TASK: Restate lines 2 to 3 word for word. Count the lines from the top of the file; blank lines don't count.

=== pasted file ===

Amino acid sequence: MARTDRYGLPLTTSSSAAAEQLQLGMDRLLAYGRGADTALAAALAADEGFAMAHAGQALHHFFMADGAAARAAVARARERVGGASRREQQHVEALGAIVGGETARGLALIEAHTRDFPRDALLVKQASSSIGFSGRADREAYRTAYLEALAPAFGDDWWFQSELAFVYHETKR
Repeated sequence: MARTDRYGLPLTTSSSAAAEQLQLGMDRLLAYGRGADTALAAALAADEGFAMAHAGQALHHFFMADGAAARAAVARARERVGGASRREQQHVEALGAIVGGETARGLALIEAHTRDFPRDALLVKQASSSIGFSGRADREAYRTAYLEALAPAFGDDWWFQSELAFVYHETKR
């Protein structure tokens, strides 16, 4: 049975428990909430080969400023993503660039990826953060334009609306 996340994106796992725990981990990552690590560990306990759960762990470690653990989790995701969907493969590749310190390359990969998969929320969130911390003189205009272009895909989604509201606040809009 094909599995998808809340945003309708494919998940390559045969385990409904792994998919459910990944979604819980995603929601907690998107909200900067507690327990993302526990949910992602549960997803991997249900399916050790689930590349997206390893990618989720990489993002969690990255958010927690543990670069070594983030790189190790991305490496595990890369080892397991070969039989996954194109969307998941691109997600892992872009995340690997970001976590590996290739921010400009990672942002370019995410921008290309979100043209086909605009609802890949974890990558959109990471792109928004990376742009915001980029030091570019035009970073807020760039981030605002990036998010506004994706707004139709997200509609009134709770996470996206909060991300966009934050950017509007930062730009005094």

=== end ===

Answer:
Repeated sequence: MARTDRYGLPLTTSSSAAAEQLQLGMDRLLAYGRGADTALAAALAADEGFAMAHAGQALHHFFMADGAAARAAVARARERVGGASRREQQHVEALGAIVGGETARGLALIEAHTRDFPRDALLVKQASSSIGFSGRADREAYRTAYLEALAPAFGDDWWFQSELAFVYHETKR
């Protein structure tokens, strides 16, 4: 049975428990909430080969400023993503660039990826953060334009609306 996340994106796992725990981990990552690590560990306990759960762990470690653990989790995701969907493969590749310190390359990969998969929320969130911390003189205009272009895909989604509201606040809009 094909599995998808809340945003309708494919998940390559045969385990409904792994998919459910990944979604819980995603929601907690998107909200900067507690327990993302526990949910992602549960997803991997249900399916050790689930590349997206390893990618989720990489993002969690990255958010927690543990670069070594983030790189190790991305490496595990890369080892397991070969039989996954194109969307998941691109997600892992872009995340690997970001976590590996290739921010400009990672942002370019995410921008290309979100043209086909605009609802890949974890990558959109990471792109928004990376742009915001980029030091570019035009970073807020760039981030605002990036998010506004994706707004139709997200509609009134709770996470996206909060991300966009934050950017509007930062730009005094």